With Metro’s vision, forward-looking approach, and the dedicated work of advocates including many LACCD students, the GoPass program was formed with equity and the needs of students as a priority.

“It has been truly inspiring to be part of a student advocacy team that was able to turn fareless transit from an idea to reality,” said former LACCD Student Leonardo Gonzalez. “Students from across our District will now have reliable, equitable, and convenient transportation to get to class. This initiative will allow students to focus on their academics and work toward realizing their educational dreams.”

Leonardo, a former LACCD student, rallied and organized students to advocate for the fareless initiative. He is now a student at the University of California at Berkeley.

About the Los Angeles Community College District

We are the Colleges of Los Angeles! LACCD ( is the nation’s largest community college district, educating about 250,000 students annually at its nine colleges that serve the residents of more than 36 cities and communities from 900 square miles of Los Angeles County. Since 1969, the District has been providing an important learning pathway for students seeking transfer to four-year colleges or universities while also offering two-year degrees and certificated training programs to Southern California’s diverse workforce in many specialized trades and professions. Follow us on Facebook,, @LACCD, and on Twitter, @laccd and Instagram, @laccd_edu.

Editor’s Note: Editor’s Note: Metro Operators are crucial to keeping LA moving. Metro is currently hiring more than 500 bus operators and is offering a $3,000 bonus for coming aboard. This is a great career opportunity. Metro offers competitive hourly rates starting at $17.75 for a 30-hour job as bus operators with benefits that include health insurance, tuition reimbursements, paid training, retirement plan options and flexible working hours. Please encourage friends, family and community members to become a part of the Metro team that provides excellence in service and support and keeps our region moving. Apply at

About Metro

Metro is currently providing lifeline service for essential trips and frontline workers. Metro continues building the most ambitious transportation infrastructure program in the United States and is working to greatly improve mobility through its Vision 2028 Plan.

Metro has proudly pledged to the American Public Transportation Association (APTA) Health and Safety Commitment Program to help ensure the safe return of transit riders as the U.S. recovers from the  COVID-19 pandemic.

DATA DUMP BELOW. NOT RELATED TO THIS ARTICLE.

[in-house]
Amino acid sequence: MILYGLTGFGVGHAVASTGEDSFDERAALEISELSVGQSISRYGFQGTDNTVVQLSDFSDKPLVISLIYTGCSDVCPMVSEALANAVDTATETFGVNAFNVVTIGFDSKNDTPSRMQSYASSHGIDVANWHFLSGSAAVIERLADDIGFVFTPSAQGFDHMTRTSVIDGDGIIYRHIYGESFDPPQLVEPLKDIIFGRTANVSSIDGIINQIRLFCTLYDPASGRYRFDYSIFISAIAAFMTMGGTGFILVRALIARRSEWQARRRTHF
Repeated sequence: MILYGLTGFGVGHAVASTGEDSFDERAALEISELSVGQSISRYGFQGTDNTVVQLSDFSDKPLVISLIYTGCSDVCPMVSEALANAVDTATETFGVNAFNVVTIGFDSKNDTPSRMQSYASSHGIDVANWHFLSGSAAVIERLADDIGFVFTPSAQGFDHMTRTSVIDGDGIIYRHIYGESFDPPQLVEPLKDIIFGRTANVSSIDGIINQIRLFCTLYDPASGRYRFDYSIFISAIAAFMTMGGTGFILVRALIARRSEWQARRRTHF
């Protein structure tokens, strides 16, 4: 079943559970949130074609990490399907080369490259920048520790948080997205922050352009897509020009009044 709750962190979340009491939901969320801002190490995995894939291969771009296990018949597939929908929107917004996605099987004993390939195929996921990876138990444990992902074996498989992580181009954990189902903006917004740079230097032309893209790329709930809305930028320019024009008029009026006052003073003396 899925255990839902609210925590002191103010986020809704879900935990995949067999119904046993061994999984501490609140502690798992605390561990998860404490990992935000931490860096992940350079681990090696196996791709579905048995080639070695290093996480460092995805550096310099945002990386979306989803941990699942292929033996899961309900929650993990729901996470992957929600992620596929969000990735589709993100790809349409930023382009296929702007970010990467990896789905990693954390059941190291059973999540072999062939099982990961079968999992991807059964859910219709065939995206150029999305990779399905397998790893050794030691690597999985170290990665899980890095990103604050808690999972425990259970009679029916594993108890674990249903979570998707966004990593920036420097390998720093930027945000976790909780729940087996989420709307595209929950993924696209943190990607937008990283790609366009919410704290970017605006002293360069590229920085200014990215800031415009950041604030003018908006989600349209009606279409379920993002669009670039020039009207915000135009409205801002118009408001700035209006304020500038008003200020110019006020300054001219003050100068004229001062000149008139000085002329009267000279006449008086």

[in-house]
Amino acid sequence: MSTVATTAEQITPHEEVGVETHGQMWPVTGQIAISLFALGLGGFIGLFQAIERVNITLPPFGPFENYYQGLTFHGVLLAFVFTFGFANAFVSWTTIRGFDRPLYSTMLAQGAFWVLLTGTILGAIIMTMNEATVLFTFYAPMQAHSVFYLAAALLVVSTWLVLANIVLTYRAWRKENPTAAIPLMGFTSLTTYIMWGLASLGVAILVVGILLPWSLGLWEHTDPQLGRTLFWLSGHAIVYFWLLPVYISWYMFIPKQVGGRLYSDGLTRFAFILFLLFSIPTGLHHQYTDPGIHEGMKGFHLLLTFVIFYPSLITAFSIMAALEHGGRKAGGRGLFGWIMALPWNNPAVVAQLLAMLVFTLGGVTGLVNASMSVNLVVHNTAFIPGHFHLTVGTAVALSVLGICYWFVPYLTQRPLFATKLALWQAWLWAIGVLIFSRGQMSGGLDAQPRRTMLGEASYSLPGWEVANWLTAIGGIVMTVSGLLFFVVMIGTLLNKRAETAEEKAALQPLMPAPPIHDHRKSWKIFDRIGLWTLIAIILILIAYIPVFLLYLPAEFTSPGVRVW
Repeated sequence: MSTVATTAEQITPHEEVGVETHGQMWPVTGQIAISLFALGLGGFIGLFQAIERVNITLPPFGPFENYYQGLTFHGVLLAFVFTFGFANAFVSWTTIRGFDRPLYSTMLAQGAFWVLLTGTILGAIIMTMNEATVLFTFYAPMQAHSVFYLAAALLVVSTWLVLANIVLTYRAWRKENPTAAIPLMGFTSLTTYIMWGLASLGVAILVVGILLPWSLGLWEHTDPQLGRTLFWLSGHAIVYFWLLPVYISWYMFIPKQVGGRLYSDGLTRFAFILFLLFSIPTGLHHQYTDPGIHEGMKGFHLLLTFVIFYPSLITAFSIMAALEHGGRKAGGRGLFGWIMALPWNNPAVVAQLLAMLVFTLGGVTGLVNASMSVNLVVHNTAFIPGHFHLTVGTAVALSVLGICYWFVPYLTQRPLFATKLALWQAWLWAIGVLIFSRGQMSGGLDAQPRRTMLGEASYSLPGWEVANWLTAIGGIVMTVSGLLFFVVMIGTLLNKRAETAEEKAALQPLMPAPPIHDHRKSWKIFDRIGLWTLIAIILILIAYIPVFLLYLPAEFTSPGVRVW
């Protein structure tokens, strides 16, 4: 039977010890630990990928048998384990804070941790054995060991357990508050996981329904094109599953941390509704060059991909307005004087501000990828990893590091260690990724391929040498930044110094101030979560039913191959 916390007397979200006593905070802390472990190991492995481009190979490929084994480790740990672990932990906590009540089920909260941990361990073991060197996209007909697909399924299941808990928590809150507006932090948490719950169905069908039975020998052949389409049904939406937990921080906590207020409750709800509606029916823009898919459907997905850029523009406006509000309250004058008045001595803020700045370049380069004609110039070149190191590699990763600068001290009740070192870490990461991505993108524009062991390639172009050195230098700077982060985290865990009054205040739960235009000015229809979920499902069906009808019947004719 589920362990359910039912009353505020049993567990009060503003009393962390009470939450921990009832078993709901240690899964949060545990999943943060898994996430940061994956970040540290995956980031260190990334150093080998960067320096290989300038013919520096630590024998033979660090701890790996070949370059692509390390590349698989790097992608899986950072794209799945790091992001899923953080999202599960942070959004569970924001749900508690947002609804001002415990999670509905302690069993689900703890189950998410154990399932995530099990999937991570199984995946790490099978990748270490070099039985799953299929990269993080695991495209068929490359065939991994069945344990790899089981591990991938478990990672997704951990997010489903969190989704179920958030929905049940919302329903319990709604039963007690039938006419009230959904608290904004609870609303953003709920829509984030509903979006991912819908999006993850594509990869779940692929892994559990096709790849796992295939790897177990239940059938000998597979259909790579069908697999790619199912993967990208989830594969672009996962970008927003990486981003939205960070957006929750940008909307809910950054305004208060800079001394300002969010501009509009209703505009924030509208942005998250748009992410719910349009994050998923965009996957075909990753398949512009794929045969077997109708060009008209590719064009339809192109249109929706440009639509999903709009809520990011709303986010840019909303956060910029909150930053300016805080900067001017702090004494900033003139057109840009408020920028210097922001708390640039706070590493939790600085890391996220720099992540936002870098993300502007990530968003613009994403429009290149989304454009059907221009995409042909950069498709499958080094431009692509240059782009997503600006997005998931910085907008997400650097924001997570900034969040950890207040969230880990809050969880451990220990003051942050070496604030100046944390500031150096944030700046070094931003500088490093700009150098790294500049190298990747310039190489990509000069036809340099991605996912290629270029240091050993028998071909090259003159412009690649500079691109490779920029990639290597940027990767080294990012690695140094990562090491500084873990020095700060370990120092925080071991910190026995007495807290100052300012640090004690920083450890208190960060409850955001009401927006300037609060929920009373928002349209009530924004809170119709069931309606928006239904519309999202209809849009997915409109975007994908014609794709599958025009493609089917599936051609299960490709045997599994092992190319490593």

Stay informed by following Metro on The Source and El Pasajero at,, and and


4 replies

  1. I am so proud of my son Leonardo Gonzalez. Never stop working for your community hijo. ????

  2. Once again, Metro is congratulating itself while omitting important information. The statement “We’re reducing the cost of transit for low-income riders with the LIFE Program.” might not be true for all low-income riders. After some searching, I found that the LIFE discount will reduce Senior/Disabled 30-day passes to $12. But what about riders in unincorporated areas who could previously apply for $14 30-passes? And what about Senior/Disabled riders who now ride much less frequently due to Metro’s service cuts and might save money by paying cash fares?

    Will unincorporated area 30-day passes continue to be $14 through July 20, 2022?
    Will Senior/Disabled peak and non-peak cash fares through July 20, 2022 remain what they were before the pandemic?
    When will Metro release information about fare changes that could begin as early as July 21, 2022?

  3. On the other hand, I will, and I am sure many riders will, gladly pay higher fares if Metro can drastically improve the cleanliness of the buses and trains.

    Especially the light rail lines, perhaps due to being barrier-free, are disastrously filthy. The train cars now are basically rolling toilets with no janitors on duty all day.

  4. About time 15 years ago I thought about that, going out with my kids was expensive and what a better way to introduce new generations to mass transit. Metro has been always couple decades behind we need a new leadership, I used the metro daily for about 12 years but stop when metro start charging for parking at Norwalk station, always believe metro was going to build 5 floors of parking instead to “facilitate”access metro start charging for parking, ridership decline every year and our L.A is # 1 mos polluted city in USA